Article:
As storms and floods become more extreme, weather forecasts trigger relief funding before disaster strikes, giving people time to prepare and potentially saving many more lives.
Beatriz Paredes remembers the last time that the Amazon River almost destroyed her wooden home in Belén, Peru.
Water levels rose dramatically in just a few days and her living room, kitchen and bedroom were covered in murky river water. While the flood receded, her family of five slept on wooden planks that they had placed just below the house’s roof, making an improvised ‘attic’ that kept them dry.
“Some days we had to go to sleep without eating,” says Paredes, who sells sugar-cane juice at the local market and was not able to work during the flood. “I lost my pots, furniture, dishes; everything that we could not store in the attic was taken by the river.”
Flooding is part of life in Belen, a riverside community that is home for Paredes and thousands of people who cannot afford to pay rent in safer parts of Iquitos. But the district–touted by local tour guides as the ‘Venice of the Amazon’–is being increasingly subjected to more dramatic flood seasons as climate change affects weather patterns in the Amazon basin.
In 2012, an estimated 200,000 people were affected by the floods in Iquitos and the surrounding province of Loreto that almost wiped out Paredes’ home. In 2015, another spate of extreme weather caused flooding along Peru’s stretch of the Amazon, affecting more than 160,000 people according to the United Nations Office for the Coordination of Humanitarian Affairs.
As seasonal floods become more extreme, a new programme run by the Peruvian Red Cross seeks to dramatically reduce the number of people impacted by flooding by completely reversing the way disaster relief happens. The idea is to provide humanitarian assistance to the most vulnerable people before floods hit, so that they can stay safe and healthy during these extreme events.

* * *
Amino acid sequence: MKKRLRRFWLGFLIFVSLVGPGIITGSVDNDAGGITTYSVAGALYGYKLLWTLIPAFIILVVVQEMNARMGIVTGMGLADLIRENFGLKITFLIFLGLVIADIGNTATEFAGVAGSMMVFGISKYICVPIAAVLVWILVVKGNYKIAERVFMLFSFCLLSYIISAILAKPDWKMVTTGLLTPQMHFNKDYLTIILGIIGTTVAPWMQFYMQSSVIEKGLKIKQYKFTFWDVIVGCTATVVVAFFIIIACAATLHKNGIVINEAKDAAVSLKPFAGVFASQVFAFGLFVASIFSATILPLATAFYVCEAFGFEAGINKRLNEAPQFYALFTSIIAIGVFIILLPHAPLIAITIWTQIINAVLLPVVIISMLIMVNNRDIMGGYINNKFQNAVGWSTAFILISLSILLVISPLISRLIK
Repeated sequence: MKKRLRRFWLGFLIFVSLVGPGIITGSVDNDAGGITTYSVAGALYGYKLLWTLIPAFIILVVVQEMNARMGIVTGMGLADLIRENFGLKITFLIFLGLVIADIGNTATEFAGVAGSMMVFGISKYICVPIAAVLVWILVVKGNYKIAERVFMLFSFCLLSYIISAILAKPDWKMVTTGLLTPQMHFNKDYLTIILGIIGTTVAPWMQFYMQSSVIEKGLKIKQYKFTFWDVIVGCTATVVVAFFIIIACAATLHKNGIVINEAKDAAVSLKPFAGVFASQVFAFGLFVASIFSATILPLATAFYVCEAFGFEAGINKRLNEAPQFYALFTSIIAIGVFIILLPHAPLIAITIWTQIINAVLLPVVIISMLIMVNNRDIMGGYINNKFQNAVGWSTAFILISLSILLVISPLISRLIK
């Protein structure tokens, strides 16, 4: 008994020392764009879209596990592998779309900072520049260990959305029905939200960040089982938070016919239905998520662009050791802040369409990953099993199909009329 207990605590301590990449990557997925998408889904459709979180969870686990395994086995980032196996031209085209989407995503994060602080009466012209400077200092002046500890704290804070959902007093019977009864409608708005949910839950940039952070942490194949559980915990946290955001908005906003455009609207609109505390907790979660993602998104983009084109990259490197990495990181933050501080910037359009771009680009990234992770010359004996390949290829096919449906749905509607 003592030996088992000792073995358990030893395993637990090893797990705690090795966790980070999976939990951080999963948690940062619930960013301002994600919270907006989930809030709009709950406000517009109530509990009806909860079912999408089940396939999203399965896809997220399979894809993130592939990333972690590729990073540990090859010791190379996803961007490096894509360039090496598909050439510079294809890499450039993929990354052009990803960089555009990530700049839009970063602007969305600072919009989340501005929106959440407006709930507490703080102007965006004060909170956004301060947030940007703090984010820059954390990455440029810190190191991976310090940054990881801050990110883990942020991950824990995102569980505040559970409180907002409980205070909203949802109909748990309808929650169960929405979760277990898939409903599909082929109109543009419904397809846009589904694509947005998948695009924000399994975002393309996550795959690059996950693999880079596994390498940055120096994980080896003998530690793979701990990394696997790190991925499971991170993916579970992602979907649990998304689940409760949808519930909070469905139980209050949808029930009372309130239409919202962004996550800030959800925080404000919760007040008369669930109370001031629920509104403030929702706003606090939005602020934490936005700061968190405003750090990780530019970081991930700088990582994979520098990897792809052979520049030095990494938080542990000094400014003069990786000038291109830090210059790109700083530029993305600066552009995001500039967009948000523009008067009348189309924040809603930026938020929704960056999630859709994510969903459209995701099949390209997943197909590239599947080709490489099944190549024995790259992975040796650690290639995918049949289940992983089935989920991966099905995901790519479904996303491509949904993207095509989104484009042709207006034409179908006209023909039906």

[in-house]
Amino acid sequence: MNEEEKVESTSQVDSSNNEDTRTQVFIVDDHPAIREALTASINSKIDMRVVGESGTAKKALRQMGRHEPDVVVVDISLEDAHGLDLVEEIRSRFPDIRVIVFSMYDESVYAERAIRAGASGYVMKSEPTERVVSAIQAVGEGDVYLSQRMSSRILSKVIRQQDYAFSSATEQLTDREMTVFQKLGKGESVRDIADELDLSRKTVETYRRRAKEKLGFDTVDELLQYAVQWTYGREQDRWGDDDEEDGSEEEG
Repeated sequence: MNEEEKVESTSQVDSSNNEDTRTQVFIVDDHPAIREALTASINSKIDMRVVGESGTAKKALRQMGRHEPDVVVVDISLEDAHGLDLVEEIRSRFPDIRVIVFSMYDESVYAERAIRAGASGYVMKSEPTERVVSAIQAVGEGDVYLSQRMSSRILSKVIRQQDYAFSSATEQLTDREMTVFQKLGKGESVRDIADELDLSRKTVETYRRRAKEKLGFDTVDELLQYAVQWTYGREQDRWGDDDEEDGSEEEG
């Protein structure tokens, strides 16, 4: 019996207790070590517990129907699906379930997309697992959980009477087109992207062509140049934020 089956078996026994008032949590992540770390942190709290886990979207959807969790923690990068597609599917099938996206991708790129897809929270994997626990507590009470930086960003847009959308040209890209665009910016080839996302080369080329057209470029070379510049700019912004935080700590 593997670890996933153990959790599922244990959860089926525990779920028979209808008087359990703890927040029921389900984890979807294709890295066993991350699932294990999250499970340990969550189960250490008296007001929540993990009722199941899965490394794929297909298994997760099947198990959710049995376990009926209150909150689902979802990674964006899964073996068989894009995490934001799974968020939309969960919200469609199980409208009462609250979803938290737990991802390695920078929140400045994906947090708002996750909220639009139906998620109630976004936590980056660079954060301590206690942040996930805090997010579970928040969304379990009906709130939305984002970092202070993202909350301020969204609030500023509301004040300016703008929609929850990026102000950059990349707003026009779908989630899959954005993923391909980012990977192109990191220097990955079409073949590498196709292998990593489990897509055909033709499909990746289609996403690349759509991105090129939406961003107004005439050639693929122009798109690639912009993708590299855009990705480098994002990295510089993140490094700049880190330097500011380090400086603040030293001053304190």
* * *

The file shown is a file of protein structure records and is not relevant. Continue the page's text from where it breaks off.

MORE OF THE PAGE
“We have been a humanitarian organization that traditionally focused on responding to disasters,” says Kemper Mantilla, the project’s national coordinator for the Peruvian Red Cross. “What we are doing now is a paradigm shift.”
Pioneered by the German Red Cross and the Red Cross Red Crescent Climate Centre, based in The Hague (Netherlands), the approach is known as Forecast-based Financing (FbF) and has been rolled out in numerous countries around the world, from Bangladesh to Togo.
In Peru, it is being tested in three areas that are prone to extreme weather events: towns along the Pacific Ocean coastline impacted by extreme rainfalls related to the El Niño phenomenon; villages high in the Andes mountains, located at 3,800 meters above sea level, where alpaca farmers struggle to deal with cold snaps and glacial snowstorms; and parts of the Amazon River basin around Iquitos.